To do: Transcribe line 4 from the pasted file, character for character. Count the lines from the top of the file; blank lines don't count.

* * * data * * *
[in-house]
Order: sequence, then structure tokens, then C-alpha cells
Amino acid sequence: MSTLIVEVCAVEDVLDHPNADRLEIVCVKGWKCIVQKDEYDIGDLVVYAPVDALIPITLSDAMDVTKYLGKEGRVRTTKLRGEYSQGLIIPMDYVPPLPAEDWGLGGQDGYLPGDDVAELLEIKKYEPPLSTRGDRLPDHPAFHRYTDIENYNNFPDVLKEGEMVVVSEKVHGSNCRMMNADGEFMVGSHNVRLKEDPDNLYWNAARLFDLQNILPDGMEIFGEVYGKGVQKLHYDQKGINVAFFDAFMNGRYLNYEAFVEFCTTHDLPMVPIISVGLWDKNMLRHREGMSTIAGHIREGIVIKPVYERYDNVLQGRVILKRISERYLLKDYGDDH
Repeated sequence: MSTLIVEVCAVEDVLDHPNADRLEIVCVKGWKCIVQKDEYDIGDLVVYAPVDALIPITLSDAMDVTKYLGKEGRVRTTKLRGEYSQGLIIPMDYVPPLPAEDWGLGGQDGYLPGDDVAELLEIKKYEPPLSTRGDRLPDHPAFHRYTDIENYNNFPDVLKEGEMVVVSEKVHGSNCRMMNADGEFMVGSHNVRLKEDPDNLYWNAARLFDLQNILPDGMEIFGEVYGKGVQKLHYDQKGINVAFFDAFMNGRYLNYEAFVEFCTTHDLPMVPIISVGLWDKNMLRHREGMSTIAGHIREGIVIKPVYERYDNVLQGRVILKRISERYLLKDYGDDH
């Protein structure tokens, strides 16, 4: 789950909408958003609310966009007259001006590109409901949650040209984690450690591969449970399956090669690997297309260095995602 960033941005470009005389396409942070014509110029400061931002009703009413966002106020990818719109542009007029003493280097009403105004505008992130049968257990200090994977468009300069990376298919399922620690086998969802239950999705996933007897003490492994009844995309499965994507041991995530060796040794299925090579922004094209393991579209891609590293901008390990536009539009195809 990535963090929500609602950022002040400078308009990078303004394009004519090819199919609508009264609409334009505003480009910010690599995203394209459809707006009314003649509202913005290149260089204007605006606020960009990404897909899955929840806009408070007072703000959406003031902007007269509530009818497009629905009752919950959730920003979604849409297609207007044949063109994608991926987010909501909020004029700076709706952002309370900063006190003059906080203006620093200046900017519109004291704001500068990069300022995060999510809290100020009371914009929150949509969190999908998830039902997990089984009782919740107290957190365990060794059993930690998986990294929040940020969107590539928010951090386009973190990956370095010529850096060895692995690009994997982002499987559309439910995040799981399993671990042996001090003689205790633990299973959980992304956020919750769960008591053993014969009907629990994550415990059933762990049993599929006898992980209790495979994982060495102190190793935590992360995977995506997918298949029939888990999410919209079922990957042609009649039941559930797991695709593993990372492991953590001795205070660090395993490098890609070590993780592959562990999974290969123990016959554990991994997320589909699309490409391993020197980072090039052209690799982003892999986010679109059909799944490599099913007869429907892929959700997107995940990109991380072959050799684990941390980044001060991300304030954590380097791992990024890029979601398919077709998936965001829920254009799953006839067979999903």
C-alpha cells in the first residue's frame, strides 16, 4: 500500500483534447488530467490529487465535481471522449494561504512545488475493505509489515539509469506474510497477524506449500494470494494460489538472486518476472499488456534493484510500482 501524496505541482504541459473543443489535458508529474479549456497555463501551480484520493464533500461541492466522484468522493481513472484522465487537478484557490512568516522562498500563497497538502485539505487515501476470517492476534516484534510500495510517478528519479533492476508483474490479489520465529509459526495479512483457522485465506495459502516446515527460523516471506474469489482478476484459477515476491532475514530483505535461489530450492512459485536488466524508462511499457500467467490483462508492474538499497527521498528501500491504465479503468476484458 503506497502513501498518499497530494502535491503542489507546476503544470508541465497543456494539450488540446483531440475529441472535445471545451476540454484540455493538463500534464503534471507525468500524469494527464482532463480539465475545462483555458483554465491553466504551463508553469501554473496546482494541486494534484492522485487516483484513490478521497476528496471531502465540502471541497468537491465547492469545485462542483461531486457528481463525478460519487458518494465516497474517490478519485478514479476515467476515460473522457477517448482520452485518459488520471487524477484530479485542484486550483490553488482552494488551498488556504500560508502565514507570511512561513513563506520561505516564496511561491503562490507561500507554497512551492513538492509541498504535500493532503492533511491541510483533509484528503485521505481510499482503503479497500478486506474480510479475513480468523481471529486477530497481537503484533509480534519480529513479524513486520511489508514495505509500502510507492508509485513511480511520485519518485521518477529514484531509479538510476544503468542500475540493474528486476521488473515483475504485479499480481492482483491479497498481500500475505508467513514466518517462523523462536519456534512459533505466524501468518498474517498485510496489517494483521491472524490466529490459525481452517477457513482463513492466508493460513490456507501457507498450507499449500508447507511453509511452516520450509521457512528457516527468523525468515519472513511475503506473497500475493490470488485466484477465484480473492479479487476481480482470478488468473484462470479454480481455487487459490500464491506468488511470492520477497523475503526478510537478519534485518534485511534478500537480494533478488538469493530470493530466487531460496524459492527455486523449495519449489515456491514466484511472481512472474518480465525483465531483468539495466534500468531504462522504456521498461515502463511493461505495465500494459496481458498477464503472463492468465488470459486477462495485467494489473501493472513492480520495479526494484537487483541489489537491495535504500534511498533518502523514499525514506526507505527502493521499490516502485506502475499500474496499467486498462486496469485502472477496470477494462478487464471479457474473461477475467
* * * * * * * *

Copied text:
Repeated sequence: MSTLIVEVCAVEDVLDHPNADRLEIVCVKGWKCIVQKDEYDIGDLVVYAPVDALIPITLSDAMDVTKYLGKEGRVRTTKLRGEYSQGLIIPMDYVPPLPAEDWGLGGQDGYLPGDDVAELLEIKKYEPPLSTRGDRLPDHPAFHRYTDIENYNNFPDVLKEGEMVVVSEKVHGSNCRMMNADGEFMVGSHNVRLKEDPDNLYWNAARLFDLQNILPDGMEIFGEVYGKGVQKLHYDQKGINVAFFDAFMNGRYLNYEAFVEFCTTHDLPMVPIISVGLWDKNMLRHREGMSTIAGHIREGIVIKPVYERYDNVLQGRVILKRISERYLLKDYGDDH